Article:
A chance of lifeBMJ 2008; 337 doi: https://doi.org/10.1136/bmj.a2958 (Published 10 December 2008) Cite this as: BMJ 2008;337:a2958
- David Nott
Every year I volunteer to work for a month as a surgeon for Médecins Sans Frontières. I have worked for the charity since 1994, in Bosnia, Afghanistan, Liberia, Sierra Leone, Ivory Coast, Chad, and Darfur, Sudan, and this year I was posted to work in the town of Rutshuru in the war torn eastern territories of the Democratic Republic of Congo.
On my first round I noticed a 16 year old boy lying almost motionless in one of the surgical wards. The surgeon that I had replaced had had to do an emergency left upper limb amputation for a severe injury several weeks previously. The cause of the injury wasn’t clear. I was told that it may have been a hippopotamus bite, but when he recently became better it was revealed that he had been caught in crossfire.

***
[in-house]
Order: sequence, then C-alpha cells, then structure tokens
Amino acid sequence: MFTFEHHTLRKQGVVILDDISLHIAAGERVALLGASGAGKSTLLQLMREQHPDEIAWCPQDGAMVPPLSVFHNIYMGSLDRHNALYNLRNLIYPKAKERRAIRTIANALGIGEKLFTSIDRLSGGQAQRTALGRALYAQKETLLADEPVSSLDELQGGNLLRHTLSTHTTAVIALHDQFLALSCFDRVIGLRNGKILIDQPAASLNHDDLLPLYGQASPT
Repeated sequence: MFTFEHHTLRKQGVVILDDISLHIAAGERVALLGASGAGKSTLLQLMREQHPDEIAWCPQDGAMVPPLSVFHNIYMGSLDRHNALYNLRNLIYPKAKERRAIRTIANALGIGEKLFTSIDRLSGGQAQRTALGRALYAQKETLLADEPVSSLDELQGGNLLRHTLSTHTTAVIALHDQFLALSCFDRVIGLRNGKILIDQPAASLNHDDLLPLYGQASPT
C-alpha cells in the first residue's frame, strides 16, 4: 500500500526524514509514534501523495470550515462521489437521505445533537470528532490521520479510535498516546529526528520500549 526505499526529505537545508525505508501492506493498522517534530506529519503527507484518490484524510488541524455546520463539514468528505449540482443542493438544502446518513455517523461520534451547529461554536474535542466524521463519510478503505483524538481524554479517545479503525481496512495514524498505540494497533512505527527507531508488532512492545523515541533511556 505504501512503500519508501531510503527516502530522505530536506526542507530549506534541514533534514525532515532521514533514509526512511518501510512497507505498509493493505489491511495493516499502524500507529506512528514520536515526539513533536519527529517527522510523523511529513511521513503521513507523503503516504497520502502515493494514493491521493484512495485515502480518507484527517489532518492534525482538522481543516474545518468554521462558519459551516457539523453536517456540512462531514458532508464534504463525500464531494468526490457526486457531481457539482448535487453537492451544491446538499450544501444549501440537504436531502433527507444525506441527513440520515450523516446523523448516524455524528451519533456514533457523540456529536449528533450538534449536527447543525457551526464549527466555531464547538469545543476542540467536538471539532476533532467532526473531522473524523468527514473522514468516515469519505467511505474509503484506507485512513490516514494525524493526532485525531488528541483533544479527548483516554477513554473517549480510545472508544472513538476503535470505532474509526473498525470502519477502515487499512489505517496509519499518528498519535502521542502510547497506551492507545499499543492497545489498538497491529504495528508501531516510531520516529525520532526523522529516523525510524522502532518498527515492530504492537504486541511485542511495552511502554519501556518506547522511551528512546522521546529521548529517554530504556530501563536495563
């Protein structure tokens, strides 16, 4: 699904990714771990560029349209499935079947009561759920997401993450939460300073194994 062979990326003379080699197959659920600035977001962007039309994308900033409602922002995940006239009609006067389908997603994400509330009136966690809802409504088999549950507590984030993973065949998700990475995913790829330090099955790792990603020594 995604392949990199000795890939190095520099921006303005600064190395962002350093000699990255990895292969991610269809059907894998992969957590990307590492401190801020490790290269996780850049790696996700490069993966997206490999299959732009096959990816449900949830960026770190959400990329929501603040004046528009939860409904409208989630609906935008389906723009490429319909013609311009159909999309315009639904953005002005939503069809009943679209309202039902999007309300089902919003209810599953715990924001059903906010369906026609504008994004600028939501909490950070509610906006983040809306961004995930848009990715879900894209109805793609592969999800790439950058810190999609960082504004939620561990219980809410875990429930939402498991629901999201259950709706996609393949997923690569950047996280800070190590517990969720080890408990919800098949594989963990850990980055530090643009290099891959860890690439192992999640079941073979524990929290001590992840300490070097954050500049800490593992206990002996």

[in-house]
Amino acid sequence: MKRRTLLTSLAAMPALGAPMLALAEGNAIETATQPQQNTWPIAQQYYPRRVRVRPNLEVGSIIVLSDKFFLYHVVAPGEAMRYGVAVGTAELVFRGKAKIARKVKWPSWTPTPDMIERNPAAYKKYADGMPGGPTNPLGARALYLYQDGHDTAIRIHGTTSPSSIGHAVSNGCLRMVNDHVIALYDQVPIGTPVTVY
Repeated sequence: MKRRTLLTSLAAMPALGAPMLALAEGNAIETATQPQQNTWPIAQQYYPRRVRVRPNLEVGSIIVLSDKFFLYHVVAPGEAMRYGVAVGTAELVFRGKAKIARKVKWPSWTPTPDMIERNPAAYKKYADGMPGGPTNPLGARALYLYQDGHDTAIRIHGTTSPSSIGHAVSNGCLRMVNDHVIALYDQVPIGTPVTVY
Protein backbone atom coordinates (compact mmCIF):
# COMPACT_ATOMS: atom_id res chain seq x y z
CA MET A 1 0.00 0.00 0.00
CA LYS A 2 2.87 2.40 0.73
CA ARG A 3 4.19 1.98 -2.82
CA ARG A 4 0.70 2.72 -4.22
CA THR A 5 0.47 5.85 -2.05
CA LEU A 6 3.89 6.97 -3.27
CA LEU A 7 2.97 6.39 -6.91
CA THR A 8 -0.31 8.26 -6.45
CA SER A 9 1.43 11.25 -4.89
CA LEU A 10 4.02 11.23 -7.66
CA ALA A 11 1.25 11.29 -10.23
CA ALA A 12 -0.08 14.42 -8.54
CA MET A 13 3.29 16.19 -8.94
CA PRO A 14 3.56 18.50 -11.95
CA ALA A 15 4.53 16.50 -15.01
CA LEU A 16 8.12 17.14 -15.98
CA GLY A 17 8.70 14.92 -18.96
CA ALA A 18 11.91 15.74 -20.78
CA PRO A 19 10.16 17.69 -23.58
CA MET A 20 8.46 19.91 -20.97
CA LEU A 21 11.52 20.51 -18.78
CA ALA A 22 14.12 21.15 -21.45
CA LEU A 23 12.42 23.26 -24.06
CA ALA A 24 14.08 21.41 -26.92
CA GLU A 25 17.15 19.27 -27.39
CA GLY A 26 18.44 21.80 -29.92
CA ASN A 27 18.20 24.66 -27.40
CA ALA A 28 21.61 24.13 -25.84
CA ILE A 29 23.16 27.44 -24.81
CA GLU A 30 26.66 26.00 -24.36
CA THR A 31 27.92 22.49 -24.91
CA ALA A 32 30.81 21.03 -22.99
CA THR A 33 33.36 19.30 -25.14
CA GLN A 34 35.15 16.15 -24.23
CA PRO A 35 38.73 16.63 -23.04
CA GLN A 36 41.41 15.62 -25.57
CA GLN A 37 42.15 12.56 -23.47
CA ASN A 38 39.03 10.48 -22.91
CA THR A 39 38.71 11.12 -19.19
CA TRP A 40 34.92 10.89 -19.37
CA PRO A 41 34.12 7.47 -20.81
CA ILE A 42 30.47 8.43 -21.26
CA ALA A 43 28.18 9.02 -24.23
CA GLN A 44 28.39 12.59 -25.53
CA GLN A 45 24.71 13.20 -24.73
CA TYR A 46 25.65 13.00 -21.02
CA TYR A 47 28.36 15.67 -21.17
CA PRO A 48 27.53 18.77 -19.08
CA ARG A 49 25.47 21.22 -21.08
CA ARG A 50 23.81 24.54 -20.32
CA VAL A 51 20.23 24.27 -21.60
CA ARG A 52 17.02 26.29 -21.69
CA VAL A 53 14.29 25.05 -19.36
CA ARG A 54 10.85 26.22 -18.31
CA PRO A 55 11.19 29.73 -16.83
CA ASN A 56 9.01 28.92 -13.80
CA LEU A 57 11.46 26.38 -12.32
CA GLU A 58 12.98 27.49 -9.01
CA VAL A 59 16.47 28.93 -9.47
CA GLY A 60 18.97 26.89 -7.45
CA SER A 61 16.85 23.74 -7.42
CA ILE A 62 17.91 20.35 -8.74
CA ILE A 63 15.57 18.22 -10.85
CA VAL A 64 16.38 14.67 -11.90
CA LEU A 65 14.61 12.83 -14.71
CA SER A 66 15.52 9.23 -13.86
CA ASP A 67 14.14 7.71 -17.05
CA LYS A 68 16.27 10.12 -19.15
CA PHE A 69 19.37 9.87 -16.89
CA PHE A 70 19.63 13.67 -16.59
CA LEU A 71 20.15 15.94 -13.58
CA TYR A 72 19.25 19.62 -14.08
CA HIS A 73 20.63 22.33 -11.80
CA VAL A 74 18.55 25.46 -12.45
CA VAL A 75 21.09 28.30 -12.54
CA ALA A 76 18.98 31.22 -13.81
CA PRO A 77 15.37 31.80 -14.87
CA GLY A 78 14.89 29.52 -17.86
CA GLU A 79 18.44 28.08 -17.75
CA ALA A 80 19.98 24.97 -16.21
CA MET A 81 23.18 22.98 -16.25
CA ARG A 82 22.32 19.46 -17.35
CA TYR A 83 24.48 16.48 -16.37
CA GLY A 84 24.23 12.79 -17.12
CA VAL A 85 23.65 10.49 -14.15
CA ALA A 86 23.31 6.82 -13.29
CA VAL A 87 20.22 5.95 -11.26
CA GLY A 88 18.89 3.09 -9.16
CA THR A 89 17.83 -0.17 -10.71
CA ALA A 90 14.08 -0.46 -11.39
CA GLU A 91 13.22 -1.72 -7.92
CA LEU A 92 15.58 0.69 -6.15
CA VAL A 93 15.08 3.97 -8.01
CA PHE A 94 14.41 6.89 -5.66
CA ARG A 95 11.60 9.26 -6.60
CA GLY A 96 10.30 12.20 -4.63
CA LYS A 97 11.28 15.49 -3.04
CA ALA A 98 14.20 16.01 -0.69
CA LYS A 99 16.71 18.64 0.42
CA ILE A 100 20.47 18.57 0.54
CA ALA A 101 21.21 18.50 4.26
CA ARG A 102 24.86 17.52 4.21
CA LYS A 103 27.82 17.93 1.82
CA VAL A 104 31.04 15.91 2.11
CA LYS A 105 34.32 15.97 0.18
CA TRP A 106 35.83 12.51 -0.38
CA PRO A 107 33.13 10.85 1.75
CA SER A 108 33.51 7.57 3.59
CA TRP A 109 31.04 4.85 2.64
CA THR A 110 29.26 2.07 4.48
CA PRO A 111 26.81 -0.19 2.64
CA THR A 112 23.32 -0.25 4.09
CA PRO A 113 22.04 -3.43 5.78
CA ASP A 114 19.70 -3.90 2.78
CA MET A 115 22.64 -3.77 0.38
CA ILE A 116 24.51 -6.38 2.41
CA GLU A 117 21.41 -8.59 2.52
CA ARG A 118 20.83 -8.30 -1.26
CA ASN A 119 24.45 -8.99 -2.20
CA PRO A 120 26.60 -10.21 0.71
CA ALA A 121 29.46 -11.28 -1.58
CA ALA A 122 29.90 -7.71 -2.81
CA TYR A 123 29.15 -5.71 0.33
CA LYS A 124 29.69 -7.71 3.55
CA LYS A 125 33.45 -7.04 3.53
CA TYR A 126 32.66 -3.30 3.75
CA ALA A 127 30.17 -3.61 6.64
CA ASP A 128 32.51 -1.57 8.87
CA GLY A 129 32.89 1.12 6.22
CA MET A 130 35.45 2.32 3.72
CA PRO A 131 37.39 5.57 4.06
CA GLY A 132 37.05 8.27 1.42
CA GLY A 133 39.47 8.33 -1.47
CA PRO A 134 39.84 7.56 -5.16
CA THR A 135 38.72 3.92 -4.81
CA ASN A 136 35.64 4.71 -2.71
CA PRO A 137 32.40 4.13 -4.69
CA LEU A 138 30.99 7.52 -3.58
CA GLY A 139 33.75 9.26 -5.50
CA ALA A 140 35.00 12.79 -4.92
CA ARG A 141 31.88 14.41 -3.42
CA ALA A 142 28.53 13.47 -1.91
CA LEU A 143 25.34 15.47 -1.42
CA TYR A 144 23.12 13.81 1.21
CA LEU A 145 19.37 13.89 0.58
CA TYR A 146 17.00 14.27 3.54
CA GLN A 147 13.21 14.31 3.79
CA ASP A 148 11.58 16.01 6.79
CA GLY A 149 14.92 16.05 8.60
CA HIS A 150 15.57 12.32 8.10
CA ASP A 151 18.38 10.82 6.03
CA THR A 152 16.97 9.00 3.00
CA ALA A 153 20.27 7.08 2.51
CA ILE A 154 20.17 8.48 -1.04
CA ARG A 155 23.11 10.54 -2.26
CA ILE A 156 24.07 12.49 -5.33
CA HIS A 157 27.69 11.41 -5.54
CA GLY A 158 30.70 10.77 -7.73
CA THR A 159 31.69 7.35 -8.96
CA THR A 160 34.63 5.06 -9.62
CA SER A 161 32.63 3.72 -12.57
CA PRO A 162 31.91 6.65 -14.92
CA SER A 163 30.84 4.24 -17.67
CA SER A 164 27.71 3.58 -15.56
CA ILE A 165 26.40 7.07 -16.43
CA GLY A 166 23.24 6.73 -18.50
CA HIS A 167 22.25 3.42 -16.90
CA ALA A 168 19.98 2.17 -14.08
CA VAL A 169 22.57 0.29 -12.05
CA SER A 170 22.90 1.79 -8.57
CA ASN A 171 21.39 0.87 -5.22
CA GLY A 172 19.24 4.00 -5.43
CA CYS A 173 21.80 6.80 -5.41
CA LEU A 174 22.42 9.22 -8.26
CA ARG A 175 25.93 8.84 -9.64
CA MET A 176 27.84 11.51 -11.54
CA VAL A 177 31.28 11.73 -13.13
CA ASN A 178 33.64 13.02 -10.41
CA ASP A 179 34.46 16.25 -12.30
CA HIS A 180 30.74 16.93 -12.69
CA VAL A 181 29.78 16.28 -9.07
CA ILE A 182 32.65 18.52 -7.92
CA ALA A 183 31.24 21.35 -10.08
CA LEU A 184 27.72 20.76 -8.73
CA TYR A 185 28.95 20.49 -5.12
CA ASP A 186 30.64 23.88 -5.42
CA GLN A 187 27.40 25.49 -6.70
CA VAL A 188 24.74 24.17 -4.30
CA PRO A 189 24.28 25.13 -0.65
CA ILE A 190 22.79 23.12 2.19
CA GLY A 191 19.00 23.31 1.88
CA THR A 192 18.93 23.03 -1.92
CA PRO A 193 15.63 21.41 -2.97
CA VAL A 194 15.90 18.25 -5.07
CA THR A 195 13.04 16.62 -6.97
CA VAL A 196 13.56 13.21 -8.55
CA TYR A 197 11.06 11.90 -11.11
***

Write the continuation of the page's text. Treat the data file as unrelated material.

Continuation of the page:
He was very septic and unwell. Taking down the dressings showed a very infected stump. The muscles were becoming gangrenous, what was left of the humerus was infected, and the skin had that tinge of ischaemia.
I believed that this boy, if left, would have a certain miserable death. The only way to treat him was to perform an emergency forequarter amputation. Though a consultant vascular surgeon for the best part of 16 years, I had never seen one nor been involved in one. It is performed only very rarely in the United Kingdom, in specialist centres that deal with upper limb malignancies.
I am fortunate …